Growing up, I was absolutely terrified of going to the hospital. The cold, nondescript corridors, the intimidating medical equipment, and the palpable tension between life and death frightened me. Although this anxiety has now been muted, the hospital still seems like a cold, unwelcome environment, and this feeling is only exacerbated by the outrageous wait times patients suffer in the emergency room waiting room.
The typical ER waiting room is quite the circus. Babies cry, adults writhe in agony, children snack, spouses worry, and teenagers complain, while others visibly grimace and bear the pain. Although standard patient behavior differs slightly from person to person, the common thread that connects all patients is the thought, When will I see the doctor? Individuals are bound to rediscover their spiritual side as they pray for patience; according to the Centers for Disease Control and Prevention, the average hospital wait time is over three hours.
Hospital visits can be a harrowing experience because, while you suffer excruciating pain and discomfort, you are forced to wait every step of the way. From registration to getting called in to conducting tests to awaiting treatment, the average hospital visit can consume major portions of your day.
But what really causes ER visits to be so time-consuming? This is a question I have always wrestled with, and it does not have one clear answer. To be clear, hospitals are under a lot of stress these days because of persistent patient overcrowding. There are only a limited number of beds, and these limits on space constrain hospital staff. This means that although a hospital may be medically equipped to take care of patients, until it has the necessary space to place patients it cannot do so: this is often why we see hospitals cram beds and medical apparatus in the halls as an attempt to fit more patients in.
The patient priority ranking method also plays a role in ER wait times. Unlike the queue at Starbucks, getting treated at the hospital does not occur in a first-come-first-serve fashion. The patients who are seen first have the most serious ailments: critical trauma injuries, open-bone fractures, strokes, etc. Due to this prioritization method, a patient who suffers from an exacerbated cold or a minor cut requiring stitches can be forced to wait for several hours as more life-threatening cases are seen first.
Another factor that can majorly impact the length of your hospital stay is the number of tests you require and how complicated these assessments are. X-rays, CT scans, and the rest of the medical test battery require a decent length of time to be conducted. These assessments need physician recommendation, technician cooperation, nurse guidance, and equipment efficiency. Afterwards, physicians then must analyze test results and draw conclusions. This drawn-out, multistep process means that your hospital stay time is dependent on a network of people. If just one person falls behind or is having an off day it could add hours to your visit.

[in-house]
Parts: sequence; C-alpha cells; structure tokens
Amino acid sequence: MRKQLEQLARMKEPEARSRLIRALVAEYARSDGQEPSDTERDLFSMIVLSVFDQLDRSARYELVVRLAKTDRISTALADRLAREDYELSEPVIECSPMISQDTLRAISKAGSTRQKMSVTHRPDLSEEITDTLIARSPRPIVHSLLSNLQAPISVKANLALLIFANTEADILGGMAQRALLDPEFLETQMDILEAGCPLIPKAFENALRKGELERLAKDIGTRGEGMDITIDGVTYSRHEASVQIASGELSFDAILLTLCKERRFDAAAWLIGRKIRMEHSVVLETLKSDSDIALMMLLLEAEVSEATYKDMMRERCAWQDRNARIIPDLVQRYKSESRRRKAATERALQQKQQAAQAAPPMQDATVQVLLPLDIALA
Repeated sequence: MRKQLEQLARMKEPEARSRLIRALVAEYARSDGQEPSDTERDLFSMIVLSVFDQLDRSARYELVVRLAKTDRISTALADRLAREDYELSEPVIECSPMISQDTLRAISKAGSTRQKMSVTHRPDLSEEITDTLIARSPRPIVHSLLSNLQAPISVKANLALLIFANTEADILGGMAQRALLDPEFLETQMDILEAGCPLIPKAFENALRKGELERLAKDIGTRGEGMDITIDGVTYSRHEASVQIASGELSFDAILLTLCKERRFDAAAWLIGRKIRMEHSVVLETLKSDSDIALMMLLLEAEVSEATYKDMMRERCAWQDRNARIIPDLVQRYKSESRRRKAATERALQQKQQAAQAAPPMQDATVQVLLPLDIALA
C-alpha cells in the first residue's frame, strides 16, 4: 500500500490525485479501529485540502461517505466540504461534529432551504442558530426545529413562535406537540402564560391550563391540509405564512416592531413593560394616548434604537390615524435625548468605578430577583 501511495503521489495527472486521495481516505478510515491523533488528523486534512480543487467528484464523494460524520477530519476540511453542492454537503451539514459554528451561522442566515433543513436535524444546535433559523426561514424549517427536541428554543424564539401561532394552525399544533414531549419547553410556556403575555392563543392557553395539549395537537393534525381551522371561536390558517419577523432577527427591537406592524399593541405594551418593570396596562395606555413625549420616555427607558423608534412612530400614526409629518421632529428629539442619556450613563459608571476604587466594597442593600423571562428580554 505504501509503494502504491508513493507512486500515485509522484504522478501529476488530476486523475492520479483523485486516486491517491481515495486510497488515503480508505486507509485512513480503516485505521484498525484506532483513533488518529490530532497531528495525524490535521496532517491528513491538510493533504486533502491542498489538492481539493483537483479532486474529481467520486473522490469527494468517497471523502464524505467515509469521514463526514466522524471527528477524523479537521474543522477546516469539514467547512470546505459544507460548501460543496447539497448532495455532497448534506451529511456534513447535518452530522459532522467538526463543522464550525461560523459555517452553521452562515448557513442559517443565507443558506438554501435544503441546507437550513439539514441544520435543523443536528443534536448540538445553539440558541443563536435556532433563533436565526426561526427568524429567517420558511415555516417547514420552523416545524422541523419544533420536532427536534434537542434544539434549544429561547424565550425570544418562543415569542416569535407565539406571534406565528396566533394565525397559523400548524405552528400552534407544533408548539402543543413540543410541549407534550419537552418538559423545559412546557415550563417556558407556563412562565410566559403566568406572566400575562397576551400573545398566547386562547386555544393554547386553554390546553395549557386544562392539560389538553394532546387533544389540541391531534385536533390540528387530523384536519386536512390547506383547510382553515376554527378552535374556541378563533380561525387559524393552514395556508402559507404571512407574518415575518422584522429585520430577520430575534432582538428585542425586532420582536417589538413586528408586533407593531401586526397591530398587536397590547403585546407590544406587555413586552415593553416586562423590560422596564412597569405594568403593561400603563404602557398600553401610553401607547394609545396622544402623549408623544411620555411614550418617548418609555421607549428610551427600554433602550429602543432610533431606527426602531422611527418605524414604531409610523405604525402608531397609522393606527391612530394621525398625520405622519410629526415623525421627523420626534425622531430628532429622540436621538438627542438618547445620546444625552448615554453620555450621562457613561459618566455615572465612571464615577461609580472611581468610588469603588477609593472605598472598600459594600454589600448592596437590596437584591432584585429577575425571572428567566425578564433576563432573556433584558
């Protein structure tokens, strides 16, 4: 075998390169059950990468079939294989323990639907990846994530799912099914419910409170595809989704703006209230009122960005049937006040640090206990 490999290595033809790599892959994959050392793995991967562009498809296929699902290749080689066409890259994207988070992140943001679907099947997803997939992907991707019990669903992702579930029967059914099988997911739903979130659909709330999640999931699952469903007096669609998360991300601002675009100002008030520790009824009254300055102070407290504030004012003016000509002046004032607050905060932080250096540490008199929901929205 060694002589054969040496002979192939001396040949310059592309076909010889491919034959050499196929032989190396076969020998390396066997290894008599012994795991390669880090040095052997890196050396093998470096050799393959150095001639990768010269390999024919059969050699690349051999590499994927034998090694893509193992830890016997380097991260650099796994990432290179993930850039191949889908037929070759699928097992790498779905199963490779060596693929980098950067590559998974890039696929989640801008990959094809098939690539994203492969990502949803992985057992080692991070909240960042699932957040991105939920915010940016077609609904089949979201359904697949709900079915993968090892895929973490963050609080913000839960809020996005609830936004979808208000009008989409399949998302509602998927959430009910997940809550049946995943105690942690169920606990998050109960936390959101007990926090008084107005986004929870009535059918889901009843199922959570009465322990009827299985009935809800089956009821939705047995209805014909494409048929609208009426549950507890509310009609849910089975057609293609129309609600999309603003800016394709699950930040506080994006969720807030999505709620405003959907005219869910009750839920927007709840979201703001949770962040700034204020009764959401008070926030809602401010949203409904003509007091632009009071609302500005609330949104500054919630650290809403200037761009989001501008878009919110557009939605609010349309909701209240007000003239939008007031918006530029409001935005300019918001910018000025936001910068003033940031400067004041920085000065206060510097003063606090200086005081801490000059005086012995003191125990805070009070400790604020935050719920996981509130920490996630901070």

In addition to this, hospital wait times are also prolonged due to specialist shortages. Though the staff is equipped to deal with a wide range of maladies, routine ER staffs do not include neurologists or orthopedic surgeons; such specialists instead visit the ER strictly on an on-call backup service basis.
Although these problems all pose significant limits on a hospital’s resources, the one fact that truly stands out to me is how each complication is related to the hospital’s inefficiency as a system. The health care management organization that powers each hospital’s operational and administrative side is riddled with small flaws across the board, and, unfortunately, the collective weight of all these flaws drags down hospital efficiency.
I think there is a strong need to invest in hospital system improvement research. Although health care does have more variables and is more complicated than other institutions, at the end of the day, it is a system with patient influx and outflux and limited resources. Better resource management, the coordination of timely patient discharge, and the enhancement of perks to specialists are examples of solutions we need to establish in order to improve this system. I have no doubt that this task is extremely daunting. Managing physicians, patients, technology, resources, and the mystery of the human body is a monumental task. But unless we begin chipping at way at the possibilities and innovating for solutions, we will be stuck with our broken system. It’s time for a change.
Nikita Deshpande is a sophomore in the College. Navigating Healthcare appears every other Monday on thehoya.com
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